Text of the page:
Tuesday, September 10, 2013

The Silent Killer - Suicide in the Workplace

It’s National Suicide Prevention Week here in the US Suicide is not something commonly discussed, for many reasons. However, many people would be shocked to know just how often people commit suicide in the United States (and in other countries). In the US, in 2010, suicide was the 10th leading cause of death for the whole population. It is the second leading cause of death for those ages 25-34. Around 105 people commit suicide every day in the US. Suicide kills more people every day than car accidents and the average person is more likely to kill themselves than they are to be killed by another person (homicide kills about half as many people as suicides do).

These statistics are sad and shocking, but what does this have to do with the workplace? According to the latest data from the US Bureau of Labor Statistics, suicides caused 225 workplace fatalities in the US, accounting for 5% of all workplace fatal injuries. Suicides killed more people at work than confined spaces, fires and explosions, exposure to electricity, heat stress, falls on the same level, or “caught in” fatalities (such as trench collapses). Each of these other causes of occupational death receives significant attention by the occupational safety and health community but suicide is virtually ignored even though it’s killing more people.

There are many reasons for this, such as cultural stigmas related to mental illness or the belief that suicide is a Human Resources problem. Some people are just overwhelmed by the complexity of suicidal behaviors and choose to stay at a distance. The bottom line though is that people are dying and it’s the job of the safety professional to make sure that doesn’t happen on our watch. We have an important role to play in developing occupational health and safety management systems that protect our employees from all hazards, including internal ones.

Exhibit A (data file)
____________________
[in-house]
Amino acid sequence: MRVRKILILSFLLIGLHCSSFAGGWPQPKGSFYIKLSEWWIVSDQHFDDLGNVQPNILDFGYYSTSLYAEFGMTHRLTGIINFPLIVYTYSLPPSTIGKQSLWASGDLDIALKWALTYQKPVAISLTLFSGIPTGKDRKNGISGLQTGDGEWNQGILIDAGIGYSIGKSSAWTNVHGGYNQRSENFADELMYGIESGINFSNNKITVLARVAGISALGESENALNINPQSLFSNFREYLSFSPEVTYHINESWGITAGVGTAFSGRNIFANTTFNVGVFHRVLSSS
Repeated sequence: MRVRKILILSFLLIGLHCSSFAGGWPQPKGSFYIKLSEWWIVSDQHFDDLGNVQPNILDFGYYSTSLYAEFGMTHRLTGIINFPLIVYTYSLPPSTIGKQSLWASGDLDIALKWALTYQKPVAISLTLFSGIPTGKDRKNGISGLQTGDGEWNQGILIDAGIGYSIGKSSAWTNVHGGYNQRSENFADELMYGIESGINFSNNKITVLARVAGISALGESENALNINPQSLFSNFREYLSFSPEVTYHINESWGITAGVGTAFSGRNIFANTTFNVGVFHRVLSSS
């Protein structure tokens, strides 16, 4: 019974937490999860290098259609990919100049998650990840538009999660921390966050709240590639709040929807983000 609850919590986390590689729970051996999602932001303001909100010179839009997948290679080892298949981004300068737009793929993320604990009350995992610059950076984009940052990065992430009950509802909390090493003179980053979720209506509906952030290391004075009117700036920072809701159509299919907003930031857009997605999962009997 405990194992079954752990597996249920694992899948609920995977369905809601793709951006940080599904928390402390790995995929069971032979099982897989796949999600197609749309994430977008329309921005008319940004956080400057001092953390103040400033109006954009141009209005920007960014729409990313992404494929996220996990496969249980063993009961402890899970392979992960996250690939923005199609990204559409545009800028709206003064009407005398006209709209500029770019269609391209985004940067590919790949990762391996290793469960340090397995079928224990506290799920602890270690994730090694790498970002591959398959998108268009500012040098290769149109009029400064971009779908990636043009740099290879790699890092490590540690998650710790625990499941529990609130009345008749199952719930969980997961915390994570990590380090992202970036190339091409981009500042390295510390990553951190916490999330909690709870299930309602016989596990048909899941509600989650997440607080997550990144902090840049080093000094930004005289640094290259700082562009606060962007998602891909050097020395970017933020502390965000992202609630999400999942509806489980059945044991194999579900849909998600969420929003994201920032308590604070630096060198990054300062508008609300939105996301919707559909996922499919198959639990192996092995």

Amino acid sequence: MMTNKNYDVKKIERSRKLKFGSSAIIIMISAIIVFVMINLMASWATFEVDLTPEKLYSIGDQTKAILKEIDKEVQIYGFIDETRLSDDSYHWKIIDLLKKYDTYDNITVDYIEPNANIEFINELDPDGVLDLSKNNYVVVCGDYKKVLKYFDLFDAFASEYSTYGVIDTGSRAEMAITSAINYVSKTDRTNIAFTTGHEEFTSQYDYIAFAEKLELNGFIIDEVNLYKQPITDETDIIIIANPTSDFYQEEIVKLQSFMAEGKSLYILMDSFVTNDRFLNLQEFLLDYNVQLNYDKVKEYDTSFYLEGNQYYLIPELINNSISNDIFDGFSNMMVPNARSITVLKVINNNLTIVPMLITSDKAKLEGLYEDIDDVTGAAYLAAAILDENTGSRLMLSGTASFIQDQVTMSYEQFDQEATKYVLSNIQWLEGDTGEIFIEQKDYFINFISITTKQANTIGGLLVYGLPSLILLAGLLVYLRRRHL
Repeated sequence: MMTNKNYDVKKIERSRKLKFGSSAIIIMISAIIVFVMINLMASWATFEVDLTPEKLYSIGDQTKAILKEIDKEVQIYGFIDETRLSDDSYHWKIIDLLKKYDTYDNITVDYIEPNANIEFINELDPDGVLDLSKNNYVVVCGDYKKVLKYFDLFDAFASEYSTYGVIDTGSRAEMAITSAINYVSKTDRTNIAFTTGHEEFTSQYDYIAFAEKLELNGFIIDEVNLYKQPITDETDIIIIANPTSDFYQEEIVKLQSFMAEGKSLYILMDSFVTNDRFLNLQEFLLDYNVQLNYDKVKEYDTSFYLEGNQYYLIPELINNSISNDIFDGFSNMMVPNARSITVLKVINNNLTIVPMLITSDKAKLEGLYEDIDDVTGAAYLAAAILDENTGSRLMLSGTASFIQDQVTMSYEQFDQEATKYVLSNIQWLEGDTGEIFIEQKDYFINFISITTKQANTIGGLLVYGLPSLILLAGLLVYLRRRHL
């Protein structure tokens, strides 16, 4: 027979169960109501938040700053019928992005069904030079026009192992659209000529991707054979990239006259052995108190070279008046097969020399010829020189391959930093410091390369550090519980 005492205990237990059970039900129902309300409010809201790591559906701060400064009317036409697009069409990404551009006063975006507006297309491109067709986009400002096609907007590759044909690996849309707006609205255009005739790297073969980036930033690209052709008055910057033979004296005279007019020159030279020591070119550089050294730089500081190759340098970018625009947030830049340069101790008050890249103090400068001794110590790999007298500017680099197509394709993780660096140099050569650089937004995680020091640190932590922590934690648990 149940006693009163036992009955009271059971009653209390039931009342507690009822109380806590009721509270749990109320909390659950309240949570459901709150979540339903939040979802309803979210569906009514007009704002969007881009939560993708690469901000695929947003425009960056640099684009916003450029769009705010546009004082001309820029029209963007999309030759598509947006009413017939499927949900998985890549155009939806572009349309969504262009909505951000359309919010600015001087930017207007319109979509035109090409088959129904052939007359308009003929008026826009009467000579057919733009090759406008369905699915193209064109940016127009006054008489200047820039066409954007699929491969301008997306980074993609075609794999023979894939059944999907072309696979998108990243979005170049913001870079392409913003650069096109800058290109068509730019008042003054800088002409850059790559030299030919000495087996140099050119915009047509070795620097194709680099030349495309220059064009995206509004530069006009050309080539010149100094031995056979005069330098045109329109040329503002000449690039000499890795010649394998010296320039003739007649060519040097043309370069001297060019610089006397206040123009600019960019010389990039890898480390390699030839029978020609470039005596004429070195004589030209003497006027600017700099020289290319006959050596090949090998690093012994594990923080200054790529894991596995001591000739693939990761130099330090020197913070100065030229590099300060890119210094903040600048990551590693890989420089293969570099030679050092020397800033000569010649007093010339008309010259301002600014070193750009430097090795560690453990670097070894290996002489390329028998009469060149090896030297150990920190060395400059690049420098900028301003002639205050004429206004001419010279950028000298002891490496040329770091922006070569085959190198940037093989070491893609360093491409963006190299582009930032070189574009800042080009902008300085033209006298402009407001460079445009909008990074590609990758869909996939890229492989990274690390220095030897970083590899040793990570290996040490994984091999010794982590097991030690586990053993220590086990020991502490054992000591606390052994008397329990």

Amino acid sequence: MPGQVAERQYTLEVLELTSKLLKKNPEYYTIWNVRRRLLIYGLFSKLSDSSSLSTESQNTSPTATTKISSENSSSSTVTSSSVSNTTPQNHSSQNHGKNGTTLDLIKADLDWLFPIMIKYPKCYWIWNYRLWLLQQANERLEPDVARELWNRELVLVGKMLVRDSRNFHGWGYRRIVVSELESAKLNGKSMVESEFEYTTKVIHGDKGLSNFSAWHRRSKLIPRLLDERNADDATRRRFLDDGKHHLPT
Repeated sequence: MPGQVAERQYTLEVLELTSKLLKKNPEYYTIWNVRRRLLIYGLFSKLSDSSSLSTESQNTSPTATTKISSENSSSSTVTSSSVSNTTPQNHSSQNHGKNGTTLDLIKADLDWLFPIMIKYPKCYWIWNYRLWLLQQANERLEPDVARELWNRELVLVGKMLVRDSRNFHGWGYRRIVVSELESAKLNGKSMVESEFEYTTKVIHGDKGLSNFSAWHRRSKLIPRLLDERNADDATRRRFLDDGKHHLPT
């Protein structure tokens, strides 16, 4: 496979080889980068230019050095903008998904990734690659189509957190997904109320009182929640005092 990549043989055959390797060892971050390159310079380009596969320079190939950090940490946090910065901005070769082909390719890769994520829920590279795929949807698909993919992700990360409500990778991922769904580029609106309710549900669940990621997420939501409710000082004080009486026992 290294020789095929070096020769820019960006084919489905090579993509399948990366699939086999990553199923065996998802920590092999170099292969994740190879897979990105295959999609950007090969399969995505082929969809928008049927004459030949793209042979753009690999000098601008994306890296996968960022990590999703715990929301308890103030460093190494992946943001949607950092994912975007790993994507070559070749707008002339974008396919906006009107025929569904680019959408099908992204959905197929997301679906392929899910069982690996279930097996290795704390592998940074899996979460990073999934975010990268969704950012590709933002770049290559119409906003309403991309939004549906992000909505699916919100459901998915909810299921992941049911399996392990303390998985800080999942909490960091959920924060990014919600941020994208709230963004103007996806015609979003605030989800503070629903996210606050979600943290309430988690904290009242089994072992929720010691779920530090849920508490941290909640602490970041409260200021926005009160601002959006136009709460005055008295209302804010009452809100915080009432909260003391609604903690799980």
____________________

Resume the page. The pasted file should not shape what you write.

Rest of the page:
Many assume that the company’s Employee Assistance Program (EAP) should be able to take care of that. And yes, an EAP has an important role to play in suicide prevention. However, simply putting an EAP in place and assuming that will solve the problem is not good enough. The problem with EAPs is that they rely on the person who is at-risk for suicide to seek help on their own at the exact moment when that person may feel the most hopeless and beyond help. Instead, EAPs must be part of a suicide prevention program where employees are trained to be aware of the risk factors of suicide and what to do when they identify those risk factors in a fellow employee or themselves. Supervisors and managers should receive additional training on how to manage situations where someone is identified as at risk, as well as how to ensure a safe environment for all employees without bullying or harassment. All employees should be made familiar with the EAP process during training. If possible, having a representative from the EAP to put a face on the program will help.

Other elements may be necessary, depending on your specific organization. However, the safety profession cannot simply put our head in the sand and pretend there isn’t a problem when we have a responsibility to protect others.

Here’s some links for more information about suicide prevention:

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